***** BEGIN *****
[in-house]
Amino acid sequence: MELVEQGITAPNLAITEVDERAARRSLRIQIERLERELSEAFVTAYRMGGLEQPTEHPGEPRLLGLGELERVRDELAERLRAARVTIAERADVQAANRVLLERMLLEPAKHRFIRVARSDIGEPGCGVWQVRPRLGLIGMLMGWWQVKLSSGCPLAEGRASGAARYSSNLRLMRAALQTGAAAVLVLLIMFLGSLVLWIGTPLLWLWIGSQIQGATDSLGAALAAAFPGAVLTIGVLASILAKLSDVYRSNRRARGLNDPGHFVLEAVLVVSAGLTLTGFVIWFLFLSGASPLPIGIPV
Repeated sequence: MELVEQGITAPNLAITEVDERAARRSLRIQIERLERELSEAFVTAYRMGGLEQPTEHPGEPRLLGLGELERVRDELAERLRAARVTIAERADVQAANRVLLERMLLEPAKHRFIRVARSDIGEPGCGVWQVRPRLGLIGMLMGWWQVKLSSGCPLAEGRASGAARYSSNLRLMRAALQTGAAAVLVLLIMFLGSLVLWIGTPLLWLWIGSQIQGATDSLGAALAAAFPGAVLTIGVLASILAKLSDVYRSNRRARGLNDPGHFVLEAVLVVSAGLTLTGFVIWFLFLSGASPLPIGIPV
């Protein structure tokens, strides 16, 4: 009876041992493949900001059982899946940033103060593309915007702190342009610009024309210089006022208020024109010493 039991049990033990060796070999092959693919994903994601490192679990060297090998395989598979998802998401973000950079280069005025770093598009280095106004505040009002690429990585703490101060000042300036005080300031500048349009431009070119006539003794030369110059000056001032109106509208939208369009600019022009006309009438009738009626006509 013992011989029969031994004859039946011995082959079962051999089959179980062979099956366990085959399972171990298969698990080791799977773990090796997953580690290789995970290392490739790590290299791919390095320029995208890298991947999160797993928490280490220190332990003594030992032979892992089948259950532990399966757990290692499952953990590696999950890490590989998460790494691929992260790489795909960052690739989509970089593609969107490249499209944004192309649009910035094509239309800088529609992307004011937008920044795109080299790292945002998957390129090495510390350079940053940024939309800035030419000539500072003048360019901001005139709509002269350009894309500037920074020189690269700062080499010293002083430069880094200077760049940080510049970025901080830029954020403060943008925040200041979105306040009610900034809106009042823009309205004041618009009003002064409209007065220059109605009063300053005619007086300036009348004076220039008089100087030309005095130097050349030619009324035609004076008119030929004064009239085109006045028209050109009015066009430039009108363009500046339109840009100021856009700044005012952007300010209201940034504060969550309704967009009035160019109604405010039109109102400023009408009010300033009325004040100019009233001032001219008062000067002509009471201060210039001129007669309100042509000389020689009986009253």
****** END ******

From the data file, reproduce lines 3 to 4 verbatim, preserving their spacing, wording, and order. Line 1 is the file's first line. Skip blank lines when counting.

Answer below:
Repeated sequence: MELVEQGITAPNLAITEVDERAARRSLRIQIERLERELSEAFVTAYRMGGLEQPTEHPGEPRLLGLGELERVRDELAERLRAARVTIAERADVQAANRVLLERMLLEPAKHRFIRVARSDIGEPGCGVWQVRPRLGLIGMLMGWWQVKLSSGCPLAEGRASGAARYSSNLRLMRAALQTGAAAVLVLLIMFLGSLVLWIGTPLLWLWIGSQIQGATDSLGAALAAAFPGAVLTIGVLASILAKLSDVYRSNRRARGLNDPGHFVLEAVLVVSAGLTLTGFVIWFLFLSGASPLPIGIPV
């Protein structure tokens, strides 16, 4: 009876041992493949900001059982899946940033103060593309915007702190342009610009024309210089006022208020024109010493 039991049990033990060796070999092959693919994903994601490192679990060297090998395989598979998802998401973000950079280069005025770093598009280095106004505040009002690429990585703490101060000042300036005080300031500048349009431009070119006539003794030369110059000056001032109106509208939208369009600019022009006309009438009738009626006509 013992011989029969031994004859039946011995082959079962051999089959179980062979099956366990085959399972171990298969698990080791799977773990090796997953580690290789995970290392490739790590290299791919390095320029995208890298991947999160797993928490280490220190332990003594030992032979892992089948259950532990399966757990290692499952953990590696999950890490590989998460790494691929992260790489795909960052690739989509970089593609969107490249499209944004192309649009910035094509239309800088529609992307004011937008920044795109080299790292945002998957390129090495510390350079940053940024939309800035030419000539500072003048360019901001005139709509002269350009894309500037920074020189690269700062080499010293002083430069880094200077760049940080510049970025901080830029954020403060943008925040200041979105306040009610900034809106009042823009309205004041618009009003002064409209007065220059109605009063300053005619007086300036009348004076220039008089100087030309005095130097050349030619009324035609004076008119030929004064009239085109006045028209050109009015066009430039009108363009500046339109840009100021856009700044005012952007300010209201940034504060969550309704967009009035160019109604405010039109109102400023009408009010300033009325004040100019009233001032001219008062000067002509009471201060210039001129007669309100042509000389020689009986009253």